• A significantly lower than expected read cache hit ratio is observed on VSAN caching tier.
  • A higher percentage of IOPS may be observed on capacity tier disks on Hybrid diskgroups when compared from previous 6.x systems.
  • Overall increased VM observed latency

This issue is caused by VSAN 6.2 performing low level scanning for unique blocks, which is related to deduplication, can still occur on VSAN hybrid disk groups. This causes performance deterioration on Hybrid Disk groups, as it has a significant read caching performance impact on the SSD cache tier of VSAN disk groups.

The Workaround:

To work around this issue, if you are using a Hybrid configuration, you can turn off the dedup scanner option on each VSAN host in the VSAN Hybrid cluster. The way to turn it off is to modify the advanced setting lsomComponentDedupScanType which is set to a default value of 2. For the workaround you set that to 0. The easiest way to archive this is through PowerCLI as shown below.

Note that each host needs to be rebooted for the settings to take affect so go through the normal process of ensuring hosts go into VSAN maintenance mode before reboot.

Also worth mentioning a PowerCLI script that Jase McCarty has put up on GitHub that Gets/Sets the Deduplication Scanner settings with the use of some checks via a PowerCLI script that accepts variables.




VSAN Upgrading from 6.1 to 6.2 Hybrid to All Flash – Part 3

When VSAN 6.2 was released earlier this year it came with new and enhanced features and with the price of SSDs continuing to fall and an expanding HCL it seems like All Flash instances are becoming more the norm and for those that have already deployed VSAN in a Hybrid configuration the temptation to upgrade to All Flash is certainly there. Duncan Epping has previously blogged the overview of migrating from Hybrid to All Flash so I wanted to expand on that post and go through the process in a little more detail. This is the final part of a three part blog series with the process overview outlined below.

Use the links below to page jump.

In part one I covered upgrading existing hosts, expanding an existing VSAN cluster and upgrading the license and disk format. In part two I covered the actual Hybrid to All Flash migration steps and in this last part I will finish off by going through the process of creating a new VSAN Policy, migrate existing VMs to the new policy and  then enable deduplication and compression.

Before continuing it’s worth pointing out that after the Hybrid to All Flash migration you are going to be left with an unbalanced VSAN cluster as the full data evacuation off the last Hybrid host will leave that host without objects. Any new objects created will work to re-balance the cluster however if you want to initiate a proactive re-balance you can tit the re-balance button from the Health status window. For more on this process check out this post from Cormac Hogan.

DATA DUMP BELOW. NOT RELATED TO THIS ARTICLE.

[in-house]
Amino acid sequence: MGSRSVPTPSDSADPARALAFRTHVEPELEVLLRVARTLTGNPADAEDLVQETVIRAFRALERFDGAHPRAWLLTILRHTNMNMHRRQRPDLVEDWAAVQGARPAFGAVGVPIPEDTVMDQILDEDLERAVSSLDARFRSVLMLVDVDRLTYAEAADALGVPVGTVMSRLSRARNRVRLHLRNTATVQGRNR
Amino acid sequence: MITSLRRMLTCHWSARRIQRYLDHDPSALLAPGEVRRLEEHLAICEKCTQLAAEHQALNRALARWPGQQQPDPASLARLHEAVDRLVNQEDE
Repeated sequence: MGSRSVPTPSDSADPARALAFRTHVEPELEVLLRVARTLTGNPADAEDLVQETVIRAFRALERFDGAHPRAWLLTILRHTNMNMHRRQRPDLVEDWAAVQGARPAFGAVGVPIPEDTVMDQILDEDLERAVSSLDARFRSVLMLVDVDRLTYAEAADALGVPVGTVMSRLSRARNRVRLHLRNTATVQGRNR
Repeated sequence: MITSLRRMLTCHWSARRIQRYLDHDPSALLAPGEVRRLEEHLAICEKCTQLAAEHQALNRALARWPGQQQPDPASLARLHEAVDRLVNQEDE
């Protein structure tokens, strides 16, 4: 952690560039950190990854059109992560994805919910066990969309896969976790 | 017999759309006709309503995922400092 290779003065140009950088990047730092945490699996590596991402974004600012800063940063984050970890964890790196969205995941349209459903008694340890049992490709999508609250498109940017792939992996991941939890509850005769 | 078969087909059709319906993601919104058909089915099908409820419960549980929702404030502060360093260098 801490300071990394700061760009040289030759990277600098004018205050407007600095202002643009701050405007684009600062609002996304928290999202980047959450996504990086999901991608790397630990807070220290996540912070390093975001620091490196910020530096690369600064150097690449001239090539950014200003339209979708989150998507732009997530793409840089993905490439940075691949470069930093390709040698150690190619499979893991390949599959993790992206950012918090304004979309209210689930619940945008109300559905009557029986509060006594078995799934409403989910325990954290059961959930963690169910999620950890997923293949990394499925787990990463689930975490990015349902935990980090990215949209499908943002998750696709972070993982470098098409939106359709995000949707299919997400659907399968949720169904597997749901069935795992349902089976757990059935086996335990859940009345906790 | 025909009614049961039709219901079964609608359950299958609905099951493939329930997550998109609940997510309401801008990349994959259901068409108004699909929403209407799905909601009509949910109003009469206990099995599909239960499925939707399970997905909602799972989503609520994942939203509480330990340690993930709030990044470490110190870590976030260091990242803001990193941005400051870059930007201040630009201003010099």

Create new Policy and Migrate VMs:

To take advantage of the new erasure coding now in the VSAN 6.2 All Flash cluster we will need to create a new storage policy and apply that policy to any existing VMs. In my case all VMs where on the Default VSAN Policy with FTT=1. The example below shows the creation of a new Storage Policy that uses RAID5 erasure coding with FTT=1. If you remember from previous posts the reason for expanding the cluster to four hosts was to cater for this specific policy.

To create the new Storage Policy head to VM Storage Policies from the Home page of the Web Client and click on Create New VM Storage Policy. Give policy a name, click Next and construct Rule-Set 1 which is based on VSAN. Select the Failure tolerance method and choose RAID-5/6 (Erasure Coding) – Capacity.

In this case with FTT=1 chosen RAID5 will be used. Clicking on Next should show that the existing VSAN datastore is compatible with the policy. With that done we can migrate existing VMs off the Default VSAN Policy onto the newly created one.

To get an list of what VMs are going to be migrated have a look at the PowerCLI commands below to get the VMs on the VSAN Datastore and then get their Storage Policy. The last command below gets a list of existing policies.

To apply the new Erasure Coding Storage Policy its handy to get the full name of the policy.

To migrate the VMs to the new policy you can either do it one by one via the Web Client of do it on mass via the following PowerCLI script.

Once run the VMs will have the new policy applied and VSAN will work in the background to get those VM objects compliant. You can see the status of Virtual Disk Placement in the Virtual SAN tab of the Monitor Tab of the cluster.

Enable DeDupe and Compression:

Before I go into the details…for a brilliant overview and explanation of DeDupe and Compression with VSAN 6.2 head to this post from Cormac Hogan. To enable this feature we need to double check that the licensing is correct as detailed in the first post and also ensure that all previous steps relating to the Hybrid to All Flah migration has taken place. To turn on this feature head to the General window under the Virtual SAN Settings menu on the cluster Manage tab and click on the Edit button next to Virtual SAN is Turned ON.

Choose Enabled in the drop down and take note of the checkbox that talks about Allow Reduced Redundancy understanding what that means by reading the info box as shown above. Once you click on the process to enable DeDuplication and Compress will begin…this process will go through an reconfigure all Disk Groups similar to to the process to upgrade from between Hybrid and All Flash. Again this will take some time depending on the number of host, number of disk groups and type of disks in the cluster.

Below I have shown the before and after of the Capacity window under the Virtual SAN tab in the Monitor section of the Cluster view. You can see that before enabled, there is a message saying that DeDeuplication and Compression is disabled.